May 7, 2007
Protests against the Estonian embassy in Moscow have died down, but Estonia and Russia continue to exchange harsh words and wider EU-Russia political relations remain fragile.
The situation in Moscow returned to normality at the weekend, after seven days of rowdy protests outside the Estonian embassy that saw diplomatic families evacuated and the EU and NATO issue formal complaints to Russia.
The events culminated on Friday in a march by hundreds of young Russian nationalists to picket the European Commission office in Moscow, voicing anger that Brussels had not criticised Tallinn’s role in the dispute.
There were no further demonstrations over the weekend however, with Estonia on Friday re-opening its consular service in the Russian capital and with EU and Russian diplomats holding one of their regular, twice-yearly “human rights dialogues.”
The row began when Estonia moved a Soviet-era war memorial called the Bronze Soldier away from Tallinn city centre in late April, sparking riots by ethnic Russians in the country that saw 1,100 arrests and one death.
The statue, now at the Garrison Cemetery outside the city, had rarely attracted attention in the past but has now become a tourist attraction, especially for Finnish travellers, the Baltic Times reports.
But resentment between Estonia and Russia continues to bubble away, with Russia’s ambassador to the EU, Vladimir Chizhov, and Estonia’s foreign minister Urmas Paet, each saying the other’s country owes an apology.
The dispute’s energy dimension has the potential to escalate, with Russian newspapers citing unnamed oil traders as saying that Russian railways are cutting oil supplies to Estonia by 2 million tonnes a month for the next few months.
On the other side, Estonian prime minister Andrus Ansip’s decision not to meet Gazprom negotiator and ex-German leader Gerhard Schroeder in Tallinn on 8 May could delay Estonia’s approval of Russia’s Baltic Sea gas pipeline.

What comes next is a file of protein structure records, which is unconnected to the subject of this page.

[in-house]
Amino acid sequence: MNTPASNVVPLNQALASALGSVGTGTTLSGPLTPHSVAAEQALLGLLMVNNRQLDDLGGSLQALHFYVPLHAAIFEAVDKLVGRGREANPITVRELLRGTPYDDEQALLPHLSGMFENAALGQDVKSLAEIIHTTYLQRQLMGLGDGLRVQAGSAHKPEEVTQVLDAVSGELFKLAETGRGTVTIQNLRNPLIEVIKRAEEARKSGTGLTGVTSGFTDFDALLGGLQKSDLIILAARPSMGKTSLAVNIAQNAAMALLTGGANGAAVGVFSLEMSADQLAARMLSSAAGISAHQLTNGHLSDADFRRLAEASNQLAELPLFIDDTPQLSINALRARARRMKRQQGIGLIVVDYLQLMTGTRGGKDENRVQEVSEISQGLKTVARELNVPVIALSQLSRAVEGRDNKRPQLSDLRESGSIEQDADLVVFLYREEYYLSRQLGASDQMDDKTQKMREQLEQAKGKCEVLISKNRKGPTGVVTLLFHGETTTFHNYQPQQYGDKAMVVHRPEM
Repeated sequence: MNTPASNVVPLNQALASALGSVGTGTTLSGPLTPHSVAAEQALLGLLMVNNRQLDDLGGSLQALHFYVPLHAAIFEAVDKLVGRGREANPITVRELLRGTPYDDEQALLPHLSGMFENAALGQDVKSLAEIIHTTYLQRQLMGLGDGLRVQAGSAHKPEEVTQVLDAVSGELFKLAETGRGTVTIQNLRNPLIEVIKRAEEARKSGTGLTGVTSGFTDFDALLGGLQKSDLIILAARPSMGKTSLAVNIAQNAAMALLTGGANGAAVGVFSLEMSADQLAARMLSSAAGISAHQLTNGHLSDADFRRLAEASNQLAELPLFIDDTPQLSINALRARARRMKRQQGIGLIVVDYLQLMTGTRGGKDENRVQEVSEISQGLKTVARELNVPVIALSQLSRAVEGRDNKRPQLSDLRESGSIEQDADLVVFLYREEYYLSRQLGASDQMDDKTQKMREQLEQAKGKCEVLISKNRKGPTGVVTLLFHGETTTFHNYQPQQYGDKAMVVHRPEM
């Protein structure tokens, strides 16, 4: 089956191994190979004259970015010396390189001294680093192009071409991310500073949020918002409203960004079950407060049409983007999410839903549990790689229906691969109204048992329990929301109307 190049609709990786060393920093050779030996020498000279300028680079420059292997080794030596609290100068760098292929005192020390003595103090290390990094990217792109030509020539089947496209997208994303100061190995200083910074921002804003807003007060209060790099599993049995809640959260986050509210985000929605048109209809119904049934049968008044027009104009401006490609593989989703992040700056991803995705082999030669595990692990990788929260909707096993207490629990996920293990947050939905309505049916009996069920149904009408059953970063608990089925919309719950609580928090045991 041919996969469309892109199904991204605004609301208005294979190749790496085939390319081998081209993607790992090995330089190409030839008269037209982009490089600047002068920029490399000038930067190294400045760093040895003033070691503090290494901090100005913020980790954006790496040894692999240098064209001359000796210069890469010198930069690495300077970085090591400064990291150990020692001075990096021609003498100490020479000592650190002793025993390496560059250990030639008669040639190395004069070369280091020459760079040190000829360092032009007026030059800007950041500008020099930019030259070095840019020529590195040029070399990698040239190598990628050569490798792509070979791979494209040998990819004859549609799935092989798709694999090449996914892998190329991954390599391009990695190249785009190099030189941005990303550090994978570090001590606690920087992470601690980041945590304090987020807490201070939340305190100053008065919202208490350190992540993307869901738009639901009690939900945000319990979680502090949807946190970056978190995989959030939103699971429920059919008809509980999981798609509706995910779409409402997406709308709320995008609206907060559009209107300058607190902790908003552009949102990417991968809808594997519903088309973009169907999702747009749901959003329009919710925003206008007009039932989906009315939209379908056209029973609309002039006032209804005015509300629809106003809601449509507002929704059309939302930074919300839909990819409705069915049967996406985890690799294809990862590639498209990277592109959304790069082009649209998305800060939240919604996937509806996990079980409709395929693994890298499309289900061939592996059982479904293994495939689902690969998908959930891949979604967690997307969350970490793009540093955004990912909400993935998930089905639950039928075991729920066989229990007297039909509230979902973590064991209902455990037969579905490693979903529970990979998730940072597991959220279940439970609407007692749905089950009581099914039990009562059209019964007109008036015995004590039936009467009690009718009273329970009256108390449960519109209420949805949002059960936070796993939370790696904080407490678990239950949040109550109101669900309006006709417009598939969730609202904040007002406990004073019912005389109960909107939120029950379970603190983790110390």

At a popular level, Russian football fans are keeping the mood of the previous week alive, unfurling giant banners saying “Hold on, Bronze Soldier!” at a weekend championship game and promising similar action in future, Interfax reports.
Meanwhile, the EU and Russia are playing down reports by Brussels-based weekly European Voice, that the union is threatening to block Russia’s WTO entry if Moscow does not stop playing trade tricks on neighbouring EU states.
EU-Russia trade gripes
The weekly quoted an internal EU document as saying that the union should “make clear [it] is ready to support an early conclusion of Russia’s WTO accession, but not at any price” citing “major impediments” to the EU giving its WTO approval.
European Commission trade spokesman Peter Power confirmed the existence of the hostile EU document but said it had no official status and called European Voice’s analysis of the situation “inaccurate, wrong.”
Russia’s lead WTO negotiator, Maxim Medvedkov, said “We’re in touch with the commission every day, really…it’s business as usual,” The Moscow Times reports.
The WTO leak comes in the context of major Polish and Lithuanian gripes over Russian food and oil trade blockades and in the context of broader tensions over NATO expansion and the future status of Kosovo.